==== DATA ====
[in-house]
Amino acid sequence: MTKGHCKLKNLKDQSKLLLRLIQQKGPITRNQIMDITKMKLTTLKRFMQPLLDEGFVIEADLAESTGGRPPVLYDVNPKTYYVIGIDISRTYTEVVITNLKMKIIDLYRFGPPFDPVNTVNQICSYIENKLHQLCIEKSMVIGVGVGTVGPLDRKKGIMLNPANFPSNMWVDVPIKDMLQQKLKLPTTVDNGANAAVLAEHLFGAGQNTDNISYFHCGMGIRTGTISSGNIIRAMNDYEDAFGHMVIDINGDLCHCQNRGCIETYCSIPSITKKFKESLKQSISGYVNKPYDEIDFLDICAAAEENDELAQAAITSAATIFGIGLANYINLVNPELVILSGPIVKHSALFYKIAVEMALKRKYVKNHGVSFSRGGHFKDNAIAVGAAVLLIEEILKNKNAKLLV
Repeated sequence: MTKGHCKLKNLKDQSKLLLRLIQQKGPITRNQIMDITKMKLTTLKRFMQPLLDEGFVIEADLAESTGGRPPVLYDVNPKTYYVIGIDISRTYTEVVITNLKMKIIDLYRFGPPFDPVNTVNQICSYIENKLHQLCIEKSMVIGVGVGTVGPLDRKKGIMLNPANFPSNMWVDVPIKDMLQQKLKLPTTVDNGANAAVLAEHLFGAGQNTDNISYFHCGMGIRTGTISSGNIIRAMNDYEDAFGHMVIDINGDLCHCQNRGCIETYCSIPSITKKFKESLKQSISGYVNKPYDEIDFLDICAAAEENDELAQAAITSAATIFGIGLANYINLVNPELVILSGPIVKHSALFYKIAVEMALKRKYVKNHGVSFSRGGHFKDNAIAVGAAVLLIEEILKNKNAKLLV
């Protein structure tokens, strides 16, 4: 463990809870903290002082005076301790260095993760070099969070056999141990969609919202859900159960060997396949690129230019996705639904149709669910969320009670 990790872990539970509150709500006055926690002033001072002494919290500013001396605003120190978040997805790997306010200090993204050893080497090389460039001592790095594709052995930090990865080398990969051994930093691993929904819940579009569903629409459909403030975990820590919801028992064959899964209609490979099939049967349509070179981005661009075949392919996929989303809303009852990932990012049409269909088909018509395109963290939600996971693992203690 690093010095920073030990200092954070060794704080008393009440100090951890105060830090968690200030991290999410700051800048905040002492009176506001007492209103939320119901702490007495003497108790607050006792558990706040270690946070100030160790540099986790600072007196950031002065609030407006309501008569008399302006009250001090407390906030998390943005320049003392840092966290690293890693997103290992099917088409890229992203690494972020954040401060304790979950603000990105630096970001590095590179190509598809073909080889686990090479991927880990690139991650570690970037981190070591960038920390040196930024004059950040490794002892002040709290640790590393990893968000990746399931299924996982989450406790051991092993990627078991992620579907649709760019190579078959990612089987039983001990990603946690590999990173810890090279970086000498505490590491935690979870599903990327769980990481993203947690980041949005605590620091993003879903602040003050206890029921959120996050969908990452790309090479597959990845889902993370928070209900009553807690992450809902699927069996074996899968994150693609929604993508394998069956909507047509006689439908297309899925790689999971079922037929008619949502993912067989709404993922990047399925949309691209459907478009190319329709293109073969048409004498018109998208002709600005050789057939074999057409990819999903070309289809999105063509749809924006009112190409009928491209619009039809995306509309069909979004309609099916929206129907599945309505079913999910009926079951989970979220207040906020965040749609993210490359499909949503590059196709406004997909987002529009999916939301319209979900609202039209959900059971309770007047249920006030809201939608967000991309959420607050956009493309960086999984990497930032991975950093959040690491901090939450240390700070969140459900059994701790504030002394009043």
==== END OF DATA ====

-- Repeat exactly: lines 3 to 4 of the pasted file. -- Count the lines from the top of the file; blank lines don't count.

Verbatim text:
Repeated sequence: MTKGHCKLKNLKDQSKLLLRLIQQKGPITRNQIMDITKMKLTTLKRFMQPLLDEGFVIEADLAESTGGRPPVLYDVNPKTYYVIGIDISRTYTEVVITNLKMKIIDLYRFGPPFDPVNTVNQICSYIENKLHQLCIEKSMVIGVGVGTVGPLDRKKGIMLNPANFPSNMWVDVPIKDMLQQKLKLPTTVDNGANAAVLAEHLFGAGQNTDNISYFHCGMGIRTGTISSGNIIRAMNDYEDAFGHMVIDINGDLCHCQNRGCIETYCSIPSITKKFKESLKQSISGYVNKPYDEIDFLDICAAAEENDELAQAAITSAATIFGIGLANYINLVNPELVILSGPIVKHSALFYKIAVEMALKRKYVKNHGVSFSRGGHFKDNAIAVGAAVLLIEEILKNKNAKLLV
């Protein structure tokens, strides 16, 4: 463990809870903290002082005076301790260095993760070099969070056999141990969609919202859900159960060997396949690129230019996705639904149709669910969320009670 990790872990539970509150709500006055926690002033001072002494919290500013001396605003120190978040997805790997306010200090993204050893080497090389460039001592790095594709052995930090990865080398990969051994930093691993929904819940579009569903629409459909403030975990820590919801028992064959899964209609490979099939049967349509070179981005661009075949392919996929989303809303009852990932990012049409269909088909018509395109963290939600996971693992203690 690093010095920073030990200092954070060794704080008393009440100090951890105060830090968690200030991290999410700051800048905040002492009176506001007492209103939320119901702490007495003497108790607050006792558990706040270690946070100030160790540099986790600072007196950031002065609030407006309501008569008399302006009250001090407390906030998390943005320049003392840092966290690293890693997103290992099917088409890229992203690494972020954040401060304790979950603000990105630096970001590095590179190509598809073909080889686990090479991927880990690139991650570690970037981190070591960038920390040196930024004059950040490794002892002040709290640790590393990893968000990746399931299924996982989450406790051991092993990627078991992620579907649709760019190579078959990612089987039983001990990603946690590999990173810890090279970086000498505490590491935690979870599903990327769980990481993203947690980041949005605590620091993003879903602040003050206890029921959120996050969908990452790309090479597959990845889902993370928070209900009553807690992450809902699927069996074996899968994150693609929604993508394998069956909507047509006689439908297309899925790689999971079922037929008619949502993912067989709404993922990047399925949309691209459907478009190319329709293109073969048409004498018109998208002709600005050789057939074999057409990819999903070309289809999105063509749809924006009112190409009928491209619009039809995306509309069909979004309609099916929206129907599945309505079913999910009926079951989970979220207040906020965040749609993210490359499909949503590059196709406004997909987002529009999916939301319209979900609202039209959900059971309770007047249920006030809201939608967000991309959420607050956009493309960086999984990497930032991975950093959040690491901090939450240390700070969140459900059994701790504030002394009043």